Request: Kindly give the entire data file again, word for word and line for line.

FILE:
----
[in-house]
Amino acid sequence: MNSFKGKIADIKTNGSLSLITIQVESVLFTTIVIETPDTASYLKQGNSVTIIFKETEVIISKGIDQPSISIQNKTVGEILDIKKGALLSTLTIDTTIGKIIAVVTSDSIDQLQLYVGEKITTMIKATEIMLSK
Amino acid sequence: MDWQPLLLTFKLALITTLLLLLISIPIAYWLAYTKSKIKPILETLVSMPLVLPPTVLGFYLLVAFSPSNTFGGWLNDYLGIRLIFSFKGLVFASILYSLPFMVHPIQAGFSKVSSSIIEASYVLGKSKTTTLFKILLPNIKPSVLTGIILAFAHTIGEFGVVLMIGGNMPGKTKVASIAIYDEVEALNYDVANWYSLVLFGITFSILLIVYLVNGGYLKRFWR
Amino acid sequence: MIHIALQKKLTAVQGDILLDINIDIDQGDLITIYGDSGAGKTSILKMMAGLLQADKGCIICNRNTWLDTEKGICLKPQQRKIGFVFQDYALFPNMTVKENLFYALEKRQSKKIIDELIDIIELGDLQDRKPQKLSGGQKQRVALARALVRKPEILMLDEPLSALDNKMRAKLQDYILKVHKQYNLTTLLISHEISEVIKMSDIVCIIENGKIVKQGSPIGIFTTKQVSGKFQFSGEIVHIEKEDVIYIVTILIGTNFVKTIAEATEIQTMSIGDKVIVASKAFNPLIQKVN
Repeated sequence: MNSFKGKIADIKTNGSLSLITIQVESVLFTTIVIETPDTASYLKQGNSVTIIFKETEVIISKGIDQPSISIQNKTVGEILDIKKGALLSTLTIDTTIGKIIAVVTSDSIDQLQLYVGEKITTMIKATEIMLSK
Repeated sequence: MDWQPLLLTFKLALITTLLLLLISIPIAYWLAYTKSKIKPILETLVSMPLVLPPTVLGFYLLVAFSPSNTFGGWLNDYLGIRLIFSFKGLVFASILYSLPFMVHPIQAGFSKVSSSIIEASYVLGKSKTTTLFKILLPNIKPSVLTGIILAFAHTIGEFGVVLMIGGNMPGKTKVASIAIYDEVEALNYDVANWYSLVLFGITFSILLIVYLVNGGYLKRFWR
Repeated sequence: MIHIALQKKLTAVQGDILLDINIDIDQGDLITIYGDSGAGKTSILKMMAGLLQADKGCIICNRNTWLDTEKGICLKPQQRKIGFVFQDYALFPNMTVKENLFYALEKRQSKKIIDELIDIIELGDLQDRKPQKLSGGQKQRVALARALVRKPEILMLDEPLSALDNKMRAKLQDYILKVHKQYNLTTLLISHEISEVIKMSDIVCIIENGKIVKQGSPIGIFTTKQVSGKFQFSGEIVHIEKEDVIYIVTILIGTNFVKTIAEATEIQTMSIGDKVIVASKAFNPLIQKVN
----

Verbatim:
[in-house]
Amino acid sequence: MNSFKGKIADIKTNGSLSLITIQVESVLFTTIVIETPDTASYLKQGNSVTIIFKETEVIISKGIDQPSISIQNKTVGEILDIKKGALLSTLTIDTTIGKIIAVVTSDSIDQLQLYVGEKITTMIKATEIMLSK
Amino acid sequence: MDWQPLLLTFKLALITTLLLLLISIPIAYWLAYTKSKIKPILETLVSMPLVLPPTVLGFYLLVAFSPSNTFGGWLNDYLGIRLIFSFKGLVFASILYSLPFMVHPIQAGFSKVSSSIIEASYVLGKSKTTTLFKILLPNIKPSVLTGIILAFAHTIGEFGVVLMIGGNMPGKTKVASIAIYDEVEALNYDVANWYSLVLFGITFSILLIVYLVNGGYLKRFWR
Amino acid sequence: MIHIALQKKLTAVQGDILLDINIDIDQGDLITIYGDSGAGKTSILKMMAGLLQADKGCIICNRNTWLDTEKGICLKPQQRKIGFVFQDYALFPNMTVKENLFYALEKRQSKKIIDELIDIIELGDLQDRKPQKLSGGQKQRVALARALVRKPEILMLDEPLSALDNKMRAKLQDYILKVHKQYNLTTLLISHEISEVIKMSDIVCIIENGKIVKQGSPIGIFTTKQVSGKFQFSGEIVHIEKEDVIYIVTILIGTNFVKTIAEATEIQTMSIGDKVIVASKAFNPLIQKVN
Repeated sequence: MNSFKGKIADIKTNGSLSLITIQVESVLFTTIVIETPDTASYLKQGNSVTIIFKETEVIISKGIDQPSISIQNKTVGEILDIKKGALLSTLTIDTTIGKIIAVVTSDSIDQLQLYVGEKITTMIKATEIMLSK
Repeated sequence: MDWQPLLLTFKLALITTLLLLLISIPIAYWLAYTKSKIKPILETLVSMPLVLPPTVLGFYLLVAFSPSNTFGGWLNDYLGIRLIFSFKGLVFASILYSLPFMVHPIQAGFSKVSSSIIEASYVLGKSKTTTLFKILLPNIKPSVLTGIILAFAHTIGEFGVVLMIGGNMPGKTKVASIAIYDEVEALNYDVANWYSLVLFGITFSILLIVYLVNGGYLKRFWR
Repeated sequence: MIHIALQKKLTAVQGDILLDINIDIDQGDLITIYGDSGAGKTSILKMMAGLLQADKGCIICNRNTWLDTEKGICLKPQQRKIGFVFQDYALFPNMTVKENLFYALEKRQSKKIIDELIDIIELGDLQDRKPQKLSGGQKQRVALARALVRKPEILMLDEPLSALDNKMRAKLQDYILKVHKQYNLTTLLISHEISEVIKMSDIVCIIENGKIVKQGSPIGIFTTKQVSGKFQFSGEIVHIEKEDVIYIVTILIGTNFVKTIAEATEIQTMSIGDKVIVASKAFNPLIQKVN